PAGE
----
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Freshwater Prawns, Freshwater Shrimps, Aquaponics, Aquarium, Aquatic Life, Invertebrate, Fish Tank, Organic food

Raising Freshwater Prawn can be fun and rewarding for yourself and your family.  I hope this page will help guide you into a right direction.

I know there are lots of excitements, eagerness and high expectation for all first timers.  So please don't expect your first try to be 100% successful.  We all make mistakes even if we read tons of information and get advise from experienced hobbyist.

Here's some information that will get you a little educated and help get you going.

Freshwater prawns, like all crustaceans have a hard outer skeleton or shell that must be shed regularly in order for growth to occur. The process of shedding the shell is called "molting," and weight and size increases occur principally soon after each molt. Because of these periodic molts, growth occurs in distinct increments, rather than continuously.

Tropical freshwater prawns will survive water temperatures between 57° F and 105° F, with the optimum temperature range being 78° F to 82° F.  While freshwater prawns live as long as three years, you can begin to harvest large prawns as early as six months of age.

Water Quality:

Maintain water temperature of 78° F to 82° F.

Keep ammonia (<2.0ppm),

Nitrite (<0.05) and

Nitrate (<40ppm) as low as possible.

PH 7.0 to 8.5,

Total water hardness min. 40ppm max. 250ppm.

Dissolved Oxygen (ppm) 5.0 - 7.0

Water quality parameters for Prawns are similar to those for warm-water fish species, like Bluegill & Channel Catfish.

 Alkalinity, dissolved oxygen, ammonia, pH and nitrite values are particularly

important to monitor.

As the Prawns grow, they shed this outside covering and develop a new & larger one. For their exoskeletons to grow at normal rates, prawns need sufficient calcium. So you'll need water with alkalinity level above 50 milligrams per liter.  You can also supplements the calcium needed by feeding them food that contain Calcium.

In order for Freshwater Prawns to survive and thrive, they need lots of oxygen/air.  So keeping the water aerated and moving is very important.  Additional aeration will provide the necessary oxygen and circulate the water so that it is uniform throughout the container/tank/pond.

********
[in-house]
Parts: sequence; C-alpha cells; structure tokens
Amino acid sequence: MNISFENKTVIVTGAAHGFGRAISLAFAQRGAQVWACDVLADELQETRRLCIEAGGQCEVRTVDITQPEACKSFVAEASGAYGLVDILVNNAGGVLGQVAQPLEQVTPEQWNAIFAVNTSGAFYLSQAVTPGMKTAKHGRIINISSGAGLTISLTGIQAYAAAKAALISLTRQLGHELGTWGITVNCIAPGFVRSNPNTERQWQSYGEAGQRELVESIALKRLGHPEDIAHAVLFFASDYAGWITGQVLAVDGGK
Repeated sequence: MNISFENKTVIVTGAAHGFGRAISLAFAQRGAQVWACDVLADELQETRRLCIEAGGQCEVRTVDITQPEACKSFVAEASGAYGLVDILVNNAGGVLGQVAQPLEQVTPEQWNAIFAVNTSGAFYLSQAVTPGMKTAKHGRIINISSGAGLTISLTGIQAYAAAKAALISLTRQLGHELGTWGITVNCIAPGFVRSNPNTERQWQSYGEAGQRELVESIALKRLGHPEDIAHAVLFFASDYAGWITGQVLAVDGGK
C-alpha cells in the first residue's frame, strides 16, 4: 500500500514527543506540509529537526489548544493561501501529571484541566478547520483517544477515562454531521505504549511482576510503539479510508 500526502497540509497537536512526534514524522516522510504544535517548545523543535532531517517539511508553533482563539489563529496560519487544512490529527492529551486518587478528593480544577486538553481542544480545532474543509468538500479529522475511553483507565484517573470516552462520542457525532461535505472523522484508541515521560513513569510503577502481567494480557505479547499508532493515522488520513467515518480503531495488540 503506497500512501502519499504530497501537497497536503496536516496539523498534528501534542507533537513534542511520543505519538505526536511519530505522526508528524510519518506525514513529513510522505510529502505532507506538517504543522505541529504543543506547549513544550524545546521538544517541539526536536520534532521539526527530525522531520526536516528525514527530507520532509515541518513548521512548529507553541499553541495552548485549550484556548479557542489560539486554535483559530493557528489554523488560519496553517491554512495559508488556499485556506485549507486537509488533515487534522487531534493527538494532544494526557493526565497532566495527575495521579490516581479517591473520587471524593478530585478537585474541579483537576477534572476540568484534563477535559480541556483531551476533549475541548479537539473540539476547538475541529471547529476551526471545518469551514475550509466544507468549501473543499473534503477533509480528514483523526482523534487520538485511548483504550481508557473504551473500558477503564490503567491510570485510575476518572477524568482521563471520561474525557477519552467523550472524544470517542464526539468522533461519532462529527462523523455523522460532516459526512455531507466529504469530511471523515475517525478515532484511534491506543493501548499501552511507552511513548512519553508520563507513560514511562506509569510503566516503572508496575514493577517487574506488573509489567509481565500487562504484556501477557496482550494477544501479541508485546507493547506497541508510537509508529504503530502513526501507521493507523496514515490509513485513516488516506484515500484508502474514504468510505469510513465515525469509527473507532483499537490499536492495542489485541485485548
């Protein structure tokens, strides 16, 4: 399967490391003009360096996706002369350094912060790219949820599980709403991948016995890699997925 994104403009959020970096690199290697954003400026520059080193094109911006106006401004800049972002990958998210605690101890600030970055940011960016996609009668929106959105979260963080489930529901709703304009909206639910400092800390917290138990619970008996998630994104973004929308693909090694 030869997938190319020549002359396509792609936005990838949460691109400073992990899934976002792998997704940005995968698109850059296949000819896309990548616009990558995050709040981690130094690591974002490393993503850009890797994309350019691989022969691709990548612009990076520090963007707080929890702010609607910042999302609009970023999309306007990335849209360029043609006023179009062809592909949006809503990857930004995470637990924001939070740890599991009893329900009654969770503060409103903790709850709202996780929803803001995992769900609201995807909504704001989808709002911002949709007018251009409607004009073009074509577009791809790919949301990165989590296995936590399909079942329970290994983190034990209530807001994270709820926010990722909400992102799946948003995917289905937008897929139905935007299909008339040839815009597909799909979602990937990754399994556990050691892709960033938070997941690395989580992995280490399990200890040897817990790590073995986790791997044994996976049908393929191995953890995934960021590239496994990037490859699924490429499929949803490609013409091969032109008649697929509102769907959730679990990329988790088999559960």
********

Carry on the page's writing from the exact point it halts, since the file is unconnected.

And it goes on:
Ammonia, pH and nitrites
A buildup of ammonia (waste products) can occur during the growing season, especially when feeding is at its highest levels. Growth and survival will be affected by this.  Ammonia toxicity is directly affected by the pH and temperature of the water.  So make sure not to over feed.

Acclimating Prawns: Please see my other page on Acclimating Prawns

Stocking Densities:

Post Larvae to 30 Days: Up to 40 animals per square foot.

From 30 Days to 60 Days: Up to 20 animals per square foot.

From 60 Days to 90 Days: No more than 2 animals per square foot.

After 90 Days: 1 – 2½ square feet per animal (depending on harvest size of your Prawns).   Do Not Over Stock

Feeding Prawns:

There are questions on how much to feed your Prawns so I will try to clear this up.  Prawns will eat more if your water temperature is between 80-84 degrees F and will grow faster.  But this will increase the waste they will produce and increase the Ammonia in the water.  So water management will need to be increase or you will start losing Prawns.

Here is a basic feed guideline.   Feeding rate based on percent of body weight per day.

Post Larvae  -- 2% daily  (feed with high protein, 40-50%)

Juvenile Prawns under 2" -- 7% daily (feed with high protein, 40%-50%)

Prawns over 2" -- 5%  daily   (feed with 35% protein) 

Use a high protein sinking feed such as Shrimp Grower, Trout Feed, Catfish Feed or Cichlid Feed. Feed at least twice a day, morning and evening. If feed accumulates on the bottom of tank after 30 minutes of feeding, reduce the amount of feed. DO NOT OVER FEED.

Monitor your feeding to see how much your Prawns will consumed in 15-30 minutes.  This will help determine their daily needs.

Thank You For Your Support

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